MANCHESTER UNITED looked set to fall into the hands of British Sky Broadcasting after the football club's board accepted an increased takeover bid of pounds 625m last night from Rupert Murdoch's television group.
The offer, which is worth pounds 50m more than BSkyB had originally bid, values each Manchester United share at more than 241p.
Details of the offer are expected to be announced to the Stock Exchange this morning. The news is likely to send Manchester United shares, which slipped 6.5p to 200p yesterday, soaring again.
The deal crowns more than four months of talks between the two sides, culminating in two days of almost continuous negotiations.
Directors of BSkyB and Manchester United spent most of yesterday locked in discussions at the City offices of HSBC, the investment bank that is advising Manchester United. BSkyB is initially thought to have insisted that pounds 575m was its final offer. But Manchester United's board - led by its chief executive, Martin Edwards, and chairman, Professor Sir Roland Smith - held out for a higher sum. Eventually BSkyB, which is keen to close the deal as soon as possible, raised its bid.
Mr Edwards, who is the club's largest shareholder with a 14 per cent stake, is likely to accept BSkyB's offer, making it harder for a rival bidder to get involved.
However, the takeover is not a foregone conclusion. The Government is likely to come under intense pressure to ask the Monopolies and Mergers Commission to examine the bid. If it does so, the commission could recommend the deal be blocked, although most observers believe there are no competition grounds to prevent it.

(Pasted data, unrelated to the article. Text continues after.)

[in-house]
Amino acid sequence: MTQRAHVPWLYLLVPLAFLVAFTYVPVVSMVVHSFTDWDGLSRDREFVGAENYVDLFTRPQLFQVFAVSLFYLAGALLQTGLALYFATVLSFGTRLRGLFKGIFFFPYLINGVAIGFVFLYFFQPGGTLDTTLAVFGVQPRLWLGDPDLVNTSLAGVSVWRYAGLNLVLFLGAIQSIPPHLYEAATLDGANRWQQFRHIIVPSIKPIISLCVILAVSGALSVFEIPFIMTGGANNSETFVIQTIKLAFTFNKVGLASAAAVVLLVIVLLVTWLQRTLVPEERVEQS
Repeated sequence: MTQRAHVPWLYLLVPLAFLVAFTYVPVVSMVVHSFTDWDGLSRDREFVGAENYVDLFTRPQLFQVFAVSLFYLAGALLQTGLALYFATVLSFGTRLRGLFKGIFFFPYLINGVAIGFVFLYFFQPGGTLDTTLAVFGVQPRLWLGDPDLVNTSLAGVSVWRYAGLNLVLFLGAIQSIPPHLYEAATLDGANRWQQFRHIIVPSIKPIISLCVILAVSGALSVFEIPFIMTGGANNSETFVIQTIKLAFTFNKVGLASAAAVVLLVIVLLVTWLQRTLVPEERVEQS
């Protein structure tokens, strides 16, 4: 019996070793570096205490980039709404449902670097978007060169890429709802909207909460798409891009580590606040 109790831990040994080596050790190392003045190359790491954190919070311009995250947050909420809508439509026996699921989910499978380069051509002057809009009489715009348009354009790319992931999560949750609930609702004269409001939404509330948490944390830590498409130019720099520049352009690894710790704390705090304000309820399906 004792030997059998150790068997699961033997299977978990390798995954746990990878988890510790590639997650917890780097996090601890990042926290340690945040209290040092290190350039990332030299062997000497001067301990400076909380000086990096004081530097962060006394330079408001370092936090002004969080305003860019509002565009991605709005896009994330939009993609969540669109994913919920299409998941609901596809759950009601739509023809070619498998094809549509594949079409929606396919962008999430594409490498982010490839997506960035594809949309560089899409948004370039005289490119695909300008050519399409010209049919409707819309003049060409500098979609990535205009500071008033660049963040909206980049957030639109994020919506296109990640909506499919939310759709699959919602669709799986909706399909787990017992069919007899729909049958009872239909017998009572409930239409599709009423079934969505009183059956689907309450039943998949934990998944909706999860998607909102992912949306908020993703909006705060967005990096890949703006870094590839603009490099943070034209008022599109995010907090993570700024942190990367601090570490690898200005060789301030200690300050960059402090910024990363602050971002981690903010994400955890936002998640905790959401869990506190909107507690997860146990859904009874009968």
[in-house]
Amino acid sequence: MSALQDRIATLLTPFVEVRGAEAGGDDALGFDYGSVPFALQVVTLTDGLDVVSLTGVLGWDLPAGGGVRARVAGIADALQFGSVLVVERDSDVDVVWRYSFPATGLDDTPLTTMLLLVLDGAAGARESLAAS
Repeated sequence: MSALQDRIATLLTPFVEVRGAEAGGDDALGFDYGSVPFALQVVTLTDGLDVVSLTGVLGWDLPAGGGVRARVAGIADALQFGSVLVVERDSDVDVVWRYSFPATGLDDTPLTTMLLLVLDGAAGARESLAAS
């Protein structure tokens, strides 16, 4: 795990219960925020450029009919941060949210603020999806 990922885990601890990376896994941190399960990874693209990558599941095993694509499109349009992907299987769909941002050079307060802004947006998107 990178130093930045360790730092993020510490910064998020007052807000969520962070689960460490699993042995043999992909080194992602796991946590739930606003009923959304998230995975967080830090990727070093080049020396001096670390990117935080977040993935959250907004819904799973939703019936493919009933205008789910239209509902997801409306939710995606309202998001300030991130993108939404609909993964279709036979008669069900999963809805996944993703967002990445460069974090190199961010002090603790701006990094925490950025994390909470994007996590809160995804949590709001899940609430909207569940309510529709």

The deal also requires the approval of Manchester United's shareholders, many of whom are supporters of the club. A group of shareholders has come together to oppose the bid. Called Shareholders United Against Murdoch, the group has pledged to write to the 15,000 individual shareholders, who control 23 per cent of the club. The anti- Murdoch group has been set up by the author Michael Crick, a media consultant, Richard Lander, and two advertising executives, Richard Hytner and Ben Langdon.
Other bidders could also enter the fray. English National Investment Company (Enic), the financial group that owns 25 per cent of Glasgow Rangers and holds minority stakes in a number of continental European clubs, is at present deciding whether to mount a counter-bid. It emerged yesterday that Enic is poised to announce in the next few weeks that it has taken control of two more European clubs - Bordeaux and a Swiss club, thought to be Sion, the team that supplies most of the national side.
But Enic would have to rely heavily on its financial backers to afford a bid for Manchester United.
Industry analysts yesterday played down suggestions that another bidder could be found. Television groups such as Carlton Communications, Granada and United News & Media are now thought unlikely to take on BSkyB.
The analysts pointed out that Manchester United would not be worth as much to another buyer as it is to BSkyB, which already holds the rights to broadcast Premiership matches. What's more, other football clubs such as Leeds United, Tottenham Hotspur and Aston Villa could be bought for a fraction of the price that BSkyB is willing to pay for Manchester United.
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